Successful journeys require a clear destination, so before you initiate a single action item, identify your sustainability goals. These goals must be achievable, with the understanding that as time moves forward the goals should be loftier.
Countries around the world have introduced sustainability plans to reduce greenhouse gas (GHG) emissions and achieve net zero status in the next 30 years. The University of Oxford says that to prevent severe climate damages, “global net human-caused emissions of carbon dioxide (CO2) need to fall by about 45 percent from 2010 levels by 2030, reaching net zero around 2050.”
People increasingly understand the impact that they have on the environment and want to reduce it. Forward-thinking businesses understand this as well, and sustainability is becoming an expected component of doing business. I recently attended an Innov8rs conference and sat at a roundtable whose topic was ESG and Sustainability in Innovation. It was a lively discussion. Environmental sustainability is a personal and emotional topic for many people. These people are consumers who carefully decide what products they are buying and why.
Analysis from McKinsey points out that “in a scenario where the world reaches net zero by 2050, economic output would progressively (and permanently) tilt away from goods and services that are emissions-intensive and toward those that can be made and used without emitting GHGs.” McKinsey also notes that an unprecedented amount of capital will transfer to projects, products, and companies committed to net zero efforts.
My Sopheon colleague, H.C. Eppich, recently returned from a conference hosted by the German Association of Chemists, focused on growth through sustainability. He noted three imperative action items companies should implement:
- Drive your product portfolio toward increased sustainability.
- Build new ecosystems to drive out CO2 emissions from your supply chain.
- Reduce the carbon footprint of each and every activity within your company.
“In the long run, ‘sustainability’ and ‘carbon footprint’ will become commodity items which will need to be part of any scorecard, dashboard, and report.” H.C. Eppich.
With this backdrop, it’s fair to assert that companies, no matter their product offerings, must make sincere and significant efforts to ensure their innovation processes include sustainability. Like any challenge, there are actions that organizations can take to set up a baseline for success.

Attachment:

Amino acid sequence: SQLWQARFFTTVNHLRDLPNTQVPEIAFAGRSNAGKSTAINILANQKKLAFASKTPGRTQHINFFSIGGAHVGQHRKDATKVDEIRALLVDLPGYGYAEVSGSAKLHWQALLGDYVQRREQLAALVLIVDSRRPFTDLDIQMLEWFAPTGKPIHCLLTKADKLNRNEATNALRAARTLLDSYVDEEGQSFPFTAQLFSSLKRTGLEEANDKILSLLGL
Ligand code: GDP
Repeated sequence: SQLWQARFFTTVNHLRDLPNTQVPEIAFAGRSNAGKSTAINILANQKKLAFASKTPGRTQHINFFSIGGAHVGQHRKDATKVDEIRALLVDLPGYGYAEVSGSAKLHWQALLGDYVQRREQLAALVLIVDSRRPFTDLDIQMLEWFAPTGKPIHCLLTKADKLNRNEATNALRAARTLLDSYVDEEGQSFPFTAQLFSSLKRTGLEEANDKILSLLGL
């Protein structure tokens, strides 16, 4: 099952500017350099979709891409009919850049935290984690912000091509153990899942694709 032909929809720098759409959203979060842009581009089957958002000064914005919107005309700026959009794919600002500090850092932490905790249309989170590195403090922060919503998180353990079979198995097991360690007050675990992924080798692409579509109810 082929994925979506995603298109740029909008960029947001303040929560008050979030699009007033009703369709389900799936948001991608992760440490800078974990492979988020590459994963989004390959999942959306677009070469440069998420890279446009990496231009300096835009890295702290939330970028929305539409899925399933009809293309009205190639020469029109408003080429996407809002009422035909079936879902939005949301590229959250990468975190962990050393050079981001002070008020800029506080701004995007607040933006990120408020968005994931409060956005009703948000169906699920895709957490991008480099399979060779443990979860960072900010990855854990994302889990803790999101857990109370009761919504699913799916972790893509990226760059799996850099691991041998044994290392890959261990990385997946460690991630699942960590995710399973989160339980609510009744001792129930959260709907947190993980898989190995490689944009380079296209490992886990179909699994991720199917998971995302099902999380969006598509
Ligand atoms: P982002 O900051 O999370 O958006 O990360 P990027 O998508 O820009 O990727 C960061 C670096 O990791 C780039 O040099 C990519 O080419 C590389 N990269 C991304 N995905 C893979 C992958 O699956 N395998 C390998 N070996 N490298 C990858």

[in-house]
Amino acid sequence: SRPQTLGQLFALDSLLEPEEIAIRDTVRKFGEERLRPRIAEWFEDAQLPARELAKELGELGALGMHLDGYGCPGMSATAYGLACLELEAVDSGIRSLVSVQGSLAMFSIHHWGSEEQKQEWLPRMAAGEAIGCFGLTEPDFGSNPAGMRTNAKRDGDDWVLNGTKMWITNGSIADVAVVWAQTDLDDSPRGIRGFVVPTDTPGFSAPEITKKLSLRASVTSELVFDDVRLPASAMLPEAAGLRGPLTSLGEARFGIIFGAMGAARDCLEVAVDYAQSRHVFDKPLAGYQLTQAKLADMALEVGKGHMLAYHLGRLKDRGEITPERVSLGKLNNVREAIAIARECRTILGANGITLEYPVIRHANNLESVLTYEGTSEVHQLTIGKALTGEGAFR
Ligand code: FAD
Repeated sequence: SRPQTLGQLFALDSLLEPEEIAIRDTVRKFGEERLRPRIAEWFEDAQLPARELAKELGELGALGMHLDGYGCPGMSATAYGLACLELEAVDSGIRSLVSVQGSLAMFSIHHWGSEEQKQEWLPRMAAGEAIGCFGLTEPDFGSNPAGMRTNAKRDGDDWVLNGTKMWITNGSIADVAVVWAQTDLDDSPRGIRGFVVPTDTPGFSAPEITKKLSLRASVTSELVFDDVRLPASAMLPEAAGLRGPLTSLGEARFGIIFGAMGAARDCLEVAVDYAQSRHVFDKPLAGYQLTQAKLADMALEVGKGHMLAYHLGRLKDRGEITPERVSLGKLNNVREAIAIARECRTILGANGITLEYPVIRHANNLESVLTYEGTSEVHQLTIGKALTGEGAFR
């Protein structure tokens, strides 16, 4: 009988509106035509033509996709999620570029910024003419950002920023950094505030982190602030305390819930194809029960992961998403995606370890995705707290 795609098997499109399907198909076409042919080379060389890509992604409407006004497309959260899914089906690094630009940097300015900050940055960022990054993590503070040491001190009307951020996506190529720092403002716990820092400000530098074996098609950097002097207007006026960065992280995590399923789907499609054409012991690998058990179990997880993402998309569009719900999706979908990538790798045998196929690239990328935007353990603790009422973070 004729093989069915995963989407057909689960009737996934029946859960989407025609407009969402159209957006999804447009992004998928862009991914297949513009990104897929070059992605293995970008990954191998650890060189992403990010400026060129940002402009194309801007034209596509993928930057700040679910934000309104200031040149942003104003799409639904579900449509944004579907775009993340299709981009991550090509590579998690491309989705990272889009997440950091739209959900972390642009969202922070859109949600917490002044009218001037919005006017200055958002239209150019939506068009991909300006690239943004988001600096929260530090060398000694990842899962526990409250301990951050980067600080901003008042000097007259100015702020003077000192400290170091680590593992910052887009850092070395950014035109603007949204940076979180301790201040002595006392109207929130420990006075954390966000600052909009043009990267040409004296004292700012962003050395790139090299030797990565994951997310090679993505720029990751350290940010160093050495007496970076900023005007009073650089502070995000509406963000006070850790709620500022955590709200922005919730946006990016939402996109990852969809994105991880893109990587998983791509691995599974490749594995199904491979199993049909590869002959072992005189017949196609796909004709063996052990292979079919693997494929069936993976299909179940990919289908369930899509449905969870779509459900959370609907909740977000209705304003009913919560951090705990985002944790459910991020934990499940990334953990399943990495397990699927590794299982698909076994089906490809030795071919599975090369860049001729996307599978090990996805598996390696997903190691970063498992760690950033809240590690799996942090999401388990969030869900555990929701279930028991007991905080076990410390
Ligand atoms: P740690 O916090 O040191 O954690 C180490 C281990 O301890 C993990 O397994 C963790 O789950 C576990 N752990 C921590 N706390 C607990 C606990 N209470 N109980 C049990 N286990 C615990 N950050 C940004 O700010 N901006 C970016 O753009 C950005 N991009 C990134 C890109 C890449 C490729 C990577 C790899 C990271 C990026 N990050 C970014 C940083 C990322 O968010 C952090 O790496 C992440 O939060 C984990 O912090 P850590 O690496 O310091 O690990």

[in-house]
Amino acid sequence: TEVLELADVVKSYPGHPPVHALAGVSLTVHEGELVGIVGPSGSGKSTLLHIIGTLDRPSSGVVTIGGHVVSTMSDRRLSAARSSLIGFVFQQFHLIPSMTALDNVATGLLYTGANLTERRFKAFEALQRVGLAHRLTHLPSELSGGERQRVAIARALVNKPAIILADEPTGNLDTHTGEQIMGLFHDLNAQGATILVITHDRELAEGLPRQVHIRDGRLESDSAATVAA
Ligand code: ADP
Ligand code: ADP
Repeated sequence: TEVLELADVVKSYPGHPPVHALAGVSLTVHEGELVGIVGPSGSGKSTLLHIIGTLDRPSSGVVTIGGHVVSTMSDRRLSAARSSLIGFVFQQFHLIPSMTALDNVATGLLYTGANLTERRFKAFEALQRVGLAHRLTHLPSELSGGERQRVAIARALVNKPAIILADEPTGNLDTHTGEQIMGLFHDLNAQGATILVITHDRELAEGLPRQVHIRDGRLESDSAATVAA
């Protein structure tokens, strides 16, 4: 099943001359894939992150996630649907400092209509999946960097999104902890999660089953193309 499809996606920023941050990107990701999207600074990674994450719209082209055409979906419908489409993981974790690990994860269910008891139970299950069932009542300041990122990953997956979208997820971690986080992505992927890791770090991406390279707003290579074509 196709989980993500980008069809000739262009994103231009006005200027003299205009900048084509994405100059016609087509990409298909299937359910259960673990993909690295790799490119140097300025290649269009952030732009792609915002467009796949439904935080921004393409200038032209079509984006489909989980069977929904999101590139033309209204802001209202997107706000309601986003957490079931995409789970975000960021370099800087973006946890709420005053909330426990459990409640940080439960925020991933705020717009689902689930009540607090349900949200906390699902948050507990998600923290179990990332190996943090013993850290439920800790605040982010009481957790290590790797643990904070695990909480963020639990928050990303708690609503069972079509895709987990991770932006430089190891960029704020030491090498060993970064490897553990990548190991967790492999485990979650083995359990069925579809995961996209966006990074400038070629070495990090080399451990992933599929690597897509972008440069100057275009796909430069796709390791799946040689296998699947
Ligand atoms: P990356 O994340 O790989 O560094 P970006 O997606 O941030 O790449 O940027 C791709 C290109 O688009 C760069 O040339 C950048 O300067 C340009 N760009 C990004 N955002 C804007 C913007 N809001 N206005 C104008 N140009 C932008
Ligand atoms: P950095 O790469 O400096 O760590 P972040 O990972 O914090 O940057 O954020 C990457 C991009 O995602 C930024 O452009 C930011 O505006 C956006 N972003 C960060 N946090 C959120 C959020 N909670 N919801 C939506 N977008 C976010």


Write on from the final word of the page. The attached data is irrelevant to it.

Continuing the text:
Let’s look at some of those steps.
Set your sustainability goals
Successful journeys require a clear destination, so before you initiate a single action item, you need to identify your sustainability goals. These goals must be achievable, with the understanding that as time moves forward the goals should be loftier. Defining what sustainability means to your company now, and what it means in the future, is essential to staying on track toward organizational goals.
It is also important to assess customer and investor expectations. If possible, it’s more successful if you aim toward their highest expectations rather than towards ‘do just enough.’ Sustainability prerequisites are expanding, so what's considered forward-thinking today, may be the baseline in a couple of years.
Sometimes goals are set for you, based on industry standards or regulations. As with customers and investors, it’s best to strive for outcomes that exceed non-compliance. However, this comes with the understanding that doing so may be challenging.
Setting goals might seem hard, but it actually is the easier part. The harder part is taking action, and this is imperative. Make sure you can measure your goals and work towards them – otherwise, you're greenwashing. Many organizations are watching for this and are calling out companies by name, even to the point of shaming.